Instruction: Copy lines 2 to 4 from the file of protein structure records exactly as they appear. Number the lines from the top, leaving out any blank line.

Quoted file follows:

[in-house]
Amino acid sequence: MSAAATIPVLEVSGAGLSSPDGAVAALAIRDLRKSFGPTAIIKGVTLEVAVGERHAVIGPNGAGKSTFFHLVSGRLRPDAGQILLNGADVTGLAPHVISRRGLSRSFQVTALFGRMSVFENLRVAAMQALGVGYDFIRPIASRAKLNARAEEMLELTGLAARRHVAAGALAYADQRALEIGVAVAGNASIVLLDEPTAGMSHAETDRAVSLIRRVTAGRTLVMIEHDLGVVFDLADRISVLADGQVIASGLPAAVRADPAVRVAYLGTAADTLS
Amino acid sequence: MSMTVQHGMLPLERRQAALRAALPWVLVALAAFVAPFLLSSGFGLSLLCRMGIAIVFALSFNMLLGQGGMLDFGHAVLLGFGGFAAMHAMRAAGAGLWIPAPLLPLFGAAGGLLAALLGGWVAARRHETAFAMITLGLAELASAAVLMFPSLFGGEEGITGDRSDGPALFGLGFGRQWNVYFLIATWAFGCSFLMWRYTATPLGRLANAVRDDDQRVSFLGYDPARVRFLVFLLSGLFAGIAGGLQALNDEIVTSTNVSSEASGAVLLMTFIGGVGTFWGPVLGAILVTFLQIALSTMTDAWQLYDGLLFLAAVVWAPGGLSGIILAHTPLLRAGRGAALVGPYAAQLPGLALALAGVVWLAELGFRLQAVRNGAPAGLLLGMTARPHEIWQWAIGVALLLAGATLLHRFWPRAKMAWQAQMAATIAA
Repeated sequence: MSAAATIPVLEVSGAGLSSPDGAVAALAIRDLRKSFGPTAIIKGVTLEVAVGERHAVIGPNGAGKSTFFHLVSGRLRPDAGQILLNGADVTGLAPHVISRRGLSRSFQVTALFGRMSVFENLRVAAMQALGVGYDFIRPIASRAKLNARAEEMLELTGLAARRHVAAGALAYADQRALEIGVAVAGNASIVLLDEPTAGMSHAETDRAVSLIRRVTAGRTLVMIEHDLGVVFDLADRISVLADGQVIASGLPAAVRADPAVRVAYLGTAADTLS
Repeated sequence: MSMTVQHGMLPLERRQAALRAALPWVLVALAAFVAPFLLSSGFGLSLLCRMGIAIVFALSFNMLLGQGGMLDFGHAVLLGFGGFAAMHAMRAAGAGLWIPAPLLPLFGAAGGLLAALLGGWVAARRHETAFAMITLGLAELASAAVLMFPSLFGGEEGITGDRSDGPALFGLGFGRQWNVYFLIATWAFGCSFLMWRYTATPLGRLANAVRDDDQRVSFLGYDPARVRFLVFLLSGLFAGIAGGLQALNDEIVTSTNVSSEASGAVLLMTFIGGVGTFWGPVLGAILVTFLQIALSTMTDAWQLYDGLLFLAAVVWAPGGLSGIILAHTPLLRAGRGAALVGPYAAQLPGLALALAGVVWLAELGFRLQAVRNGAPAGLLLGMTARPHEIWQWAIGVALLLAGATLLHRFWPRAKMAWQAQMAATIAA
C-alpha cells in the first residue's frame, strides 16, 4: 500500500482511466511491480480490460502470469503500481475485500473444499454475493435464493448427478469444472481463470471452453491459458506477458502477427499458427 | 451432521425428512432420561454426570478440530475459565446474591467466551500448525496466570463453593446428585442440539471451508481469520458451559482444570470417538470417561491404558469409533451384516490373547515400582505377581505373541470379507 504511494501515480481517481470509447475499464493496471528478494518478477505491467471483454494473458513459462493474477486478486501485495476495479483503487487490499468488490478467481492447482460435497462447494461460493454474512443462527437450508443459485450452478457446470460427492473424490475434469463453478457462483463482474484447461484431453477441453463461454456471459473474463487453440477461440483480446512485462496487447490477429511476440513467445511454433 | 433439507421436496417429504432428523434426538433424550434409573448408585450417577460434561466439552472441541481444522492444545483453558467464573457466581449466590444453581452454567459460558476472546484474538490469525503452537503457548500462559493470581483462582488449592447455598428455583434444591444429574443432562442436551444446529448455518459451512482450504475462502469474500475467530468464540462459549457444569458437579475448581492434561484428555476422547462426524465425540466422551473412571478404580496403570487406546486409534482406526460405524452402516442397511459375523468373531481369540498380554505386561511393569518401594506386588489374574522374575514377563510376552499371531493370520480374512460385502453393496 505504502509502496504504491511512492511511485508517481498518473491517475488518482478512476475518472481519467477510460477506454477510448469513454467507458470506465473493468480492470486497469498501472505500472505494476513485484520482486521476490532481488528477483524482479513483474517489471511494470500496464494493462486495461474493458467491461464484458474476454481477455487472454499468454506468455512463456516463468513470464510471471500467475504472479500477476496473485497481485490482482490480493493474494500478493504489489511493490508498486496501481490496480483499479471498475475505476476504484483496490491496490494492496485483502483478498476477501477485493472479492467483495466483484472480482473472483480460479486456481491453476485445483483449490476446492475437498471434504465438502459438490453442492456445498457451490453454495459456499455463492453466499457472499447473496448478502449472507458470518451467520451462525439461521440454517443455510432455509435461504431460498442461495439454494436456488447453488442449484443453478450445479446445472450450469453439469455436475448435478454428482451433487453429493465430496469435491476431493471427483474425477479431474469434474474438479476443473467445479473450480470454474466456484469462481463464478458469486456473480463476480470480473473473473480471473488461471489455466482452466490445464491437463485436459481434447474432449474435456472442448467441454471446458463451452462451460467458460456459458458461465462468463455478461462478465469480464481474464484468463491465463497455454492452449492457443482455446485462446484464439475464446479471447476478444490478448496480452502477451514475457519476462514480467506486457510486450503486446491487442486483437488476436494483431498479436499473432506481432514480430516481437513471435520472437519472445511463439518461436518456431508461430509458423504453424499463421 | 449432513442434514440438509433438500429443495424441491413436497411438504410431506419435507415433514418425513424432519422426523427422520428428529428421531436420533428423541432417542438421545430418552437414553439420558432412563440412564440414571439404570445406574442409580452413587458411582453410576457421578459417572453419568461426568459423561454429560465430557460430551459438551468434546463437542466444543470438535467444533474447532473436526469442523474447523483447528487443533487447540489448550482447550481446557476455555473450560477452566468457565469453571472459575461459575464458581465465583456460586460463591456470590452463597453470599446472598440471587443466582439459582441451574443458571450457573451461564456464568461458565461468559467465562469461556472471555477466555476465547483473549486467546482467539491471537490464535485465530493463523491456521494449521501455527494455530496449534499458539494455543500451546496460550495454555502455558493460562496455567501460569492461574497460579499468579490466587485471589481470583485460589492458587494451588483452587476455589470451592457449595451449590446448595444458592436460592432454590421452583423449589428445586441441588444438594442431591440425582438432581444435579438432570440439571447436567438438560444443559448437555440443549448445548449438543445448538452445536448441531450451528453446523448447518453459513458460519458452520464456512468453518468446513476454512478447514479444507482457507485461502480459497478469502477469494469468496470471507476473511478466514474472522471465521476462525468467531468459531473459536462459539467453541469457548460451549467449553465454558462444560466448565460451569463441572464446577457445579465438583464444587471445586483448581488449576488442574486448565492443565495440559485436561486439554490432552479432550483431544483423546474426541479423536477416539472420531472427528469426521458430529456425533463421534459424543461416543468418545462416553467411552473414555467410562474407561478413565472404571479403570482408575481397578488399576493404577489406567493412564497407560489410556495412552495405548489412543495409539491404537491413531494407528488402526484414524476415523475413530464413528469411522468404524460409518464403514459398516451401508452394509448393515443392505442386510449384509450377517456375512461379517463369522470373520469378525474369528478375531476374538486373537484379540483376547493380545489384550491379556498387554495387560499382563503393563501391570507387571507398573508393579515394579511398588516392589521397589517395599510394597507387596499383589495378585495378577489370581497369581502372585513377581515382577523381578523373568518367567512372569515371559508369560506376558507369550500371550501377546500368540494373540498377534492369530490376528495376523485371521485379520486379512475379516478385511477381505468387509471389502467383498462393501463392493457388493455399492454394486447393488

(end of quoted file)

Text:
Amino acid sequence: MSAAATIPVLEVSGAGLSSPDGAVAALAIRDLRKSFGPTAIIKGVTLEVAVGERHAVIGPNGAGKSTFFHLVSGRLRPDAGQILLNGADVTGLAPHVISRRGLSRSFQVTALFGRMSVFENLRVAAMQALGVGYDFIRPIASRAKLNARAEEMLELTGLAARRHVAAGALAYADQRALEIGVAVAGNASIVLLDEPTAGMSHAETDRAVSLIRRVTAGRTLVMIEHDLGVVFDLADRISVLADGQVIASGLPAAVRADPAVRVAYLGTAADTLS
Amino acid sequence: MSMTVQHGMLPLERRQAALRAALPWVLVALAAFVAPFLLSSGFGLSLLCRMGIAIVFALSFNMLLGQGGMLDFGHAVLLGFGGFAAMHAMRAAGAGLWIPAPLLPLFGAAGGLLAALLGGWVAARRHETAFAMITLGLAELASAAVLMFPSLFGGEEGITGDRSDGPALFGLGFGRQWNVYFLIATWAFGCSFLMWRYTATPLGRLANAVRDDDQRVSFLGYDPARVRFLVFLLSGLFAGIAGGLQALNDEIVTSTNVSSEASGAVLLMTFIGGVGTFWGPVLGAILVTFLQIALSTMTDAWQLYDGLLFLAAVVWAPGGLSGIILAHTPLLRAGRGAALVGPYAAQLPGLALALAGVVWLAELGFRLQAVRNGAPAGLLLGMTARPHEIWQWAIGVALLLAGATLLHRFWPRAKMAWQAQMAATIAA
Repeated sequence: MSAAATIPVLEVSGAGLSSPDGAVAALAIRDLRKSFGPTAIIKGVTLEVAVGERHAVIGPNGAGKSTFFHLVSGRLRPDAGQILLNGADVTGLAPHVISRRGLSRSFQVTALFGRMSVFENLRVAAMQALGVGYDFIRPIASRAKLNARAEEMLELTGLAARRHVAAGALAYADQRALEIGVAVAGNASIVLLDEPTAGMSHAETDRAVSLIRRVTAGRTLVMIEHDLGVVFDLADRISVLADGQVIASGLPAAVRADPAVRVAYLGTAADTLS